Bovine TB, Badgers, other animals and TB

Covering the complex terminology of Tuberculosis and other assoicated disease
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Bovine TB, Badgers, other animals and TB

Post by auntiebi0tic » Wed Jan 15, 2020 5:01 pm

Tuberculosis can be carried by mammals; domesticated species, such as cats and dogs, are generally free of tuberculosis, but wild animals may be carriers.

In some places, regulations aiming to prevent the spread of TB restrict the ownership of novelty pets; for example, the U.S. state of California forbids the ownership of pet gerbils.
TB


Mycobacterium bovis causes TB in cattle. An effort to eradicate bovine tuberculosis from the cattle and deer herds of New Zealand is underway.

It has been found that herd infection is more likely in areas where infected vector species such as Australian brush-tailed possums come into contact with domestic livestock at farm/bush borders.

Controlling the vectors through possum eradication and monitoring the level of disease in livestock herds through regular surveillance are seen as a "two-pronged" approach to ridding New Zealand of the disease.

In the Republic of Ireland and the United Kingdom, badgers have been identified as one vector species for the transmission of bovine tuberculosis.

As a result, governments have come under pressure from some quarters, primarily dairy farmers, to mount an active campaign of eradication of badgers in certain areas with the purpose of reducing the incidence of bovine TB.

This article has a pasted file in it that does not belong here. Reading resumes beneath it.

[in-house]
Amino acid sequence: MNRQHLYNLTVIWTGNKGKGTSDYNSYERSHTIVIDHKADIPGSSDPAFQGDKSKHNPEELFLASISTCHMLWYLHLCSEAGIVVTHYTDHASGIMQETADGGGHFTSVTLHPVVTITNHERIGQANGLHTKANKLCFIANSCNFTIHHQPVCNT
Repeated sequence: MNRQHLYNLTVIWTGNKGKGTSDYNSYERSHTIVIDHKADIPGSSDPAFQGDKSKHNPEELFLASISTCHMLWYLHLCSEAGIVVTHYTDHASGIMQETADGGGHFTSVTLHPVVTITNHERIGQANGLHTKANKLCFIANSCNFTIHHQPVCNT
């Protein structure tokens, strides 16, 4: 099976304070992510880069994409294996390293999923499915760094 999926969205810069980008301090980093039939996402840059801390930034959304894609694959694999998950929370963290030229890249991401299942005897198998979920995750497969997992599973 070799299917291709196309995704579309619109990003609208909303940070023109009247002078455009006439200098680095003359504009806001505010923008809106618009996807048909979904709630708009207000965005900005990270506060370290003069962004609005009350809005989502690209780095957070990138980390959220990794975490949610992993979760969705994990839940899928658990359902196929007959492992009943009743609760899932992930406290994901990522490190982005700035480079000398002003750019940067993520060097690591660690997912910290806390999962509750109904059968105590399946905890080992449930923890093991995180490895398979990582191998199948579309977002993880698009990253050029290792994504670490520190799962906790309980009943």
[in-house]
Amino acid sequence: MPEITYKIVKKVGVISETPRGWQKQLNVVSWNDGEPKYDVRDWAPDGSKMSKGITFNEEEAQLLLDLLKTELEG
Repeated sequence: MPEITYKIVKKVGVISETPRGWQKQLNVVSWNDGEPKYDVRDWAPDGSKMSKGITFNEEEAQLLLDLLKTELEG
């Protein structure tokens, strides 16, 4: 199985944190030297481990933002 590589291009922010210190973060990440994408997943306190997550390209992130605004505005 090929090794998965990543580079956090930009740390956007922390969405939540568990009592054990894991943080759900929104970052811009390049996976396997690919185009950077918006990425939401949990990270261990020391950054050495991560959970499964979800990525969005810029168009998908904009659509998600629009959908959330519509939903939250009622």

The UK government has not committed itself on the issue, not least because it fears public opinion: badgers are a protected species.

The effectiveness of culling on the incidence of TB in cattle is a contentious issue, with proponents and opponents citing their own studies to support their position.

A 9-year scientific study by an IndependentIs the badger to blame for tb? Study Group of the likely efficacy of badger culling reported on 18 June 2007 that it was unlikely to be effective and could actually increase the spread of TB.

The Independent Study Group was chaired by Sir John Bourne and included two statisticians, Professor Cristl Donnelly and Sir David Cox, the most distinguished statistician in the United Kingdom.

Donnelly and Cox produced a sophisticated stochastic model of the badger population which was used to make detailed quantitative predictions about the effects of various policies. The recommendations of the Bourne report came as a surprise to Ministers.

The UK Government's Chief Scientific Adviser, Sir David King convened a committee to re-examine the Bourne report.

King's committee produced a report on 30th July, only one month after the publication of Bourne's 9-year study, whose conclusions flatly contradicted those of the Bourne report and recommended badger culling.

The King committee did not include any statisticians and did not make use of the Donnelly & Cox statistical model.

As a result, the issue of badger culling remains hugely controversial in the United Kingdom.